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LISC NYC, Citi Community Development and NYC SBS Launch Program to Boost Locally-Owned Businesses

Speakers at the Corridor Challenge event were (from left to right): LISC NYC Executive Director Sam Marks, Staten Island Chamber of Commerce President & CEO Linda Baran, NYC Councilwoman Debi Rose, Staten Island Deputy Borough President Edward Burke, Owner of Wazobia Restaurant Lara Olubunmi, Citi Community Development New York Tri-State Director Eileen Auld, and NYC SBS Commissioner Gregg Bishop.  Photo by Steve White.
Speakers at the Corridor Challenge event were (from left to right): LISC NYC Executive Director Sam Marks, Staten Island Chamber of Commerce President & CEO Linda Baran, NYC Councilwoman Debi Rose, Staten Island Deputy Borough President Edward Burke, Owner of Wazobia Restaurant Lara Olubunmi, Citi Community Development New York Tri-State Director Eileen Auld, and NYC SBS Commissioner Gregg Bishop. Photo by Steve White.

Lara Olubunmi, owner of Wazobia Restaurant in the Stapleton area of Staten Island, knows her customers.  After five years operating an African restaurant bordering Tappen Park, Ms. Olubunmi has tailored her menu to the neighborhood and has a devoted following for her Nigerian spaghetti and meatballs, a specialty that melds her African heritage and experience growing up in Italy.  She even has regulars who are homeless, for whom she provides free food and sage advice when things get really tough.  In short, Ms. Olubunmi runs a restaurant that is much more than a business; it’s a local institution and hub for neighborly connections. 

Ms. Olubunmi, owner of Wazobia Restaurant, spoke about the vital social and economic roles that locally-owned businesses play at an event celebrating storefront improvements that will be coming to Bay Street in the Stapleton area of Staten Island through the Commercial Corridor Challenge (Corridor Challenge).   The program is a partnership between LISC NYC, the NYC Department of Small Business Services (SBS), and Citi Community Development.  The Corridor Challenge supplements SBS’s Neighborhood 360⁰ Program which strengthens and revitalizes the streets, small businesses, and community-based organizations that anchor New York City neighborhoods, and is part of the City’s larger effort to revitalize Fulton Street in East New York, Brooklyn, Southern Boulevard in the Bronx, and Bay Street on the north shore of Staten Island.

 

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The launch of the Corridor Challenge in Stapleton drew a crowd of community members, local merchants, and program partners.  “Commercial corridors are more than a place to shop,” said Sam Marks, Executive Director of LISC NYC to the assembled crowd.  “They are part of the cultural, economic and social fabric of communities.  If we want strong neighborhoods, we need strong commercial corridors.”  

SBS Commissioner Gregg Bishop echoed these comments.  “Strong neighborhoods full of thriving small businesses are the backbone of our great city,” he said.  “With the Neighborhood 360⁰ program, we invested in the future of key commercial corridors and now, the Commercial Corridor Challenge will go a long way to continue this momentum.”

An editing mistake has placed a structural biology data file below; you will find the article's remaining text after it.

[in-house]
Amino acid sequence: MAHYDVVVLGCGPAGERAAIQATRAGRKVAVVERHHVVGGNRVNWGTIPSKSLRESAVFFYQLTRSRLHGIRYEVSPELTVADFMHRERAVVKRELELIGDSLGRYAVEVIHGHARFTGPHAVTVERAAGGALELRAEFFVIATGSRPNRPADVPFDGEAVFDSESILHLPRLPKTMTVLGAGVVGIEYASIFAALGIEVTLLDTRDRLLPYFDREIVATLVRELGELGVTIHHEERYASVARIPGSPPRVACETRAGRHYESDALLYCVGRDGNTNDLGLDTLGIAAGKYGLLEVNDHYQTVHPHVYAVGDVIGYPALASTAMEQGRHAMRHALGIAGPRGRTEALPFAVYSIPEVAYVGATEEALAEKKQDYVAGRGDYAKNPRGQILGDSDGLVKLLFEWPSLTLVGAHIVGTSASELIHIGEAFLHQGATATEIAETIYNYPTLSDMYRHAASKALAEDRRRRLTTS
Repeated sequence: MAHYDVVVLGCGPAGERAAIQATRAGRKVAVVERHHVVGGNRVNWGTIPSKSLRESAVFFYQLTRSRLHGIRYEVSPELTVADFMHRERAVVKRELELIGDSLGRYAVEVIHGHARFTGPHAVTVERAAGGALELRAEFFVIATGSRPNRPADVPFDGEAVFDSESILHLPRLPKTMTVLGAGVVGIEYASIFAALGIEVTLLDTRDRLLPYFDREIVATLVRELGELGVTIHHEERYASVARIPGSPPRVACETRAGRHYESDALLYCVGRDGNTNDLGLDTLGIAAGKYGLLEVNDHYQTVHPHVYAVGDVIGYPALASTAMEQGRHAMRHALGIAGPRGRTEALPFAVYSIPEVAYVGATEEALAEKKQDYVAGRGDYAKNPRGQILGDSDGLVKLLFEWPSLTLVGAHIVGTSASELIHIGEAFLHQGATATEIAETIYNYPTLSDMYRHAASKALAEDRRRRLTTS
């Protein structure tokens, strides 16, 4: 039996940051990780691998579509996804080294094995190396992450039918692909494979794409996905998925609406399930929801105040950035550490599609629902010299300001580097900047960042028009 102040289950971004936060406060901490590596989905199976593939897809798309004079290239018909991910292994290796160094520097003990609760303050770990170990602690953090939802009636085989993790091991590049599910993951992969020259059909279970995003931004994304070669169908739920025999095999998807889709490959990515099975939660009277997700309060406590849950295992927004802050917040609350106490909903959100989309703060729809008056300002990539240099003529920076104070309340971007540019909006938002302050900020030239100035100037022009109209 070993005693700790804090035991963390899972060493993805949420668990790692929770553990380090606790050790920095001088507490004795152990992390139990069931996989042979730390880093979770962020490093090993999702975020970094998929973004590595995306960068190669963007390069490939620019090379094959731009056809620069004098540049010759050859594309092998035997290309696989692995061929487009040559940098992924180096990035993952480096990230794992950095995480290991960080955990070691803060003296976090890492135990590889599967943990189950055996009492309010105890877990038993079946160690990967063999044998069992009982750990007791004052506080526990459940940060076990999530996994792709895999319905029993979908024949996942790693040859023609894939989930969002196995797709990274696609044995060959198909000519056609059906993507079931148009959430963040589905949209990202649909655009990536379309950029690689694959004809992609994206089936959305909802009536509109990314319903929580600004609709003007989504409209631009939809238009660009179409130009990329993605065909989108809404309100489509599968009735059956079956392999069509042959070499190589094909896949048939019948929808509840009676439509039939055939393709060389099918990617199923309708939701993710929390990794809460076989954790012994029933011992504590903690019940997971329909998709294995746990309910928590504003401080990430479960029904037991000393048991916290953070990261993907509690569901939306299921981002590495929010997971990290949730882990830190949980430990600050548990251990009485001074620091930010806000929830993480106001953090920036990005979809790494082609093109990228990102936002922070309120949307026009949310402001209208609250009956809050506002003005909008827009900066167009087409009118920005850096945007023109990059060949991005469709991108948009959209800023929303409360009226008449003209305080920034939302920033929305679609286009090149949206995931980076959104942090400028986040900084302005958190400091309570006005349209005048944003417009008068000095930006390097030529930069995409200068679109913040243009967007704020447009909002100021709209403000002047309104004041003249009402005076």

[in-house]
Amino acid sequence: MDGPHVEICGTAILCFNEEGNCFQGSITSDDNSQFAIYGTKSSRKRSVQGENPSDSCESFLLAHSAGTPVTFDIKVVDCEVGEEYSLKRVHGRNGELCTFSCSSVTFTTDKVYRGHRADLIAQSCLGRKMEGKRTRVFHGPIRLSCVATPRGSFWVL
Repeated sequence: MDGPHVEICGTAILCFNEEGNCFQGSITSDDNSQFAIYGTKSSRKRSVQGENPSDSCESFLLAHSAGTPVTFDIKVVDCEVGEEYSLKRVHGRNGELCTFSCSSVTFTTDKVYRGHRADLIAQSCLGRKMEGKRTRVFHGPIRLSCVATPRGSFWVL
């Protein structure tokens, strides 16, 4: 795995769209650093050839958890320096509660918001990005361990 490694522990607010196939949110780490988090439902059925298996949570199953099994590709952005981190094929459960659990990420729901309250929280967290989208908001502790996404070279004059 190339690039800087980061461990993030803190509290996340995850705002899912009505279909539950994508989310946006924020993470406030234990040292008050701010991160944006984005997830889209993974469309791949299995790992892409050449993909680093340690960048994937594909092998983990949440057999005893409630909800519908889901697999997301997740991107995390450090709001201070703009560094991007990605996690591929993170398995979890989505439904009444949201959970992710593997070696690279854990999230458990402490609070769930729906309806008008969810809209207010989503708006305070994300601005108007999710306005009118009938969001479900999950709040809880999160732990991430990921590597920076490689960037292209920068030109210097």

“With the right tools, small businesses can drive economic resilience for their neighborhoods,” said Eileen Auld, New York Tri-State Director for Citi Community Development.  “By bringing together public, private, and nonprofit organizations, the Commercial Corridor challenge will help equip main street businesses to survive, thrive and support the economic growth of their neighborhoods. 

New York City Councilwoman Debi Rose, Staten Island Deputy Borough President Ed Burke, and President & CEO of the Staten Island Chamber of Commerce Linda Baran set the local context of this work by describing the need to connect small businesses on Bay Street to opportunities created by new investment and development coming to the North Shore of Staten Island

The Staten Island Chamber of Commerce, the Corridor Challenge’s local partner on Bay Street, announced that 17 small businesses in Stapleton, Staten Island, primarily restaurants and food-related providers, will receive grant funding and expert technical assistance to refresh their storefronts with lighting, new signage and other improvements. Their goal is to create a vibrant, eclectic neighborhood hub for dining and shopping that will draw patrons from near and far. Both NY1 and the Staten Island Advance covered the event. LISC NYC was thrilled to celebrate the unveiling of this work with partners NYC SBS, Citi Community Development and the Staten Island Chamber of Commerce.  

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LISC NYC recently published an in-depth article on the Commercial Corridor Challenge and its efforts to support small, locally-owned businesses to survive and thrive in rapidly changing neighborhoods. The piece describes the methodology of the program and how the impact of its interventions will be measured. LISC NYC’s program builds on the work of other LISC offices that have piloted this approach.  Research and field observations at these sites have consistently demonstrated the importance of addressing customer-focused fundamentals along commercial corridors, including cleanliness and safety, to help challenging retail environments to revitalize.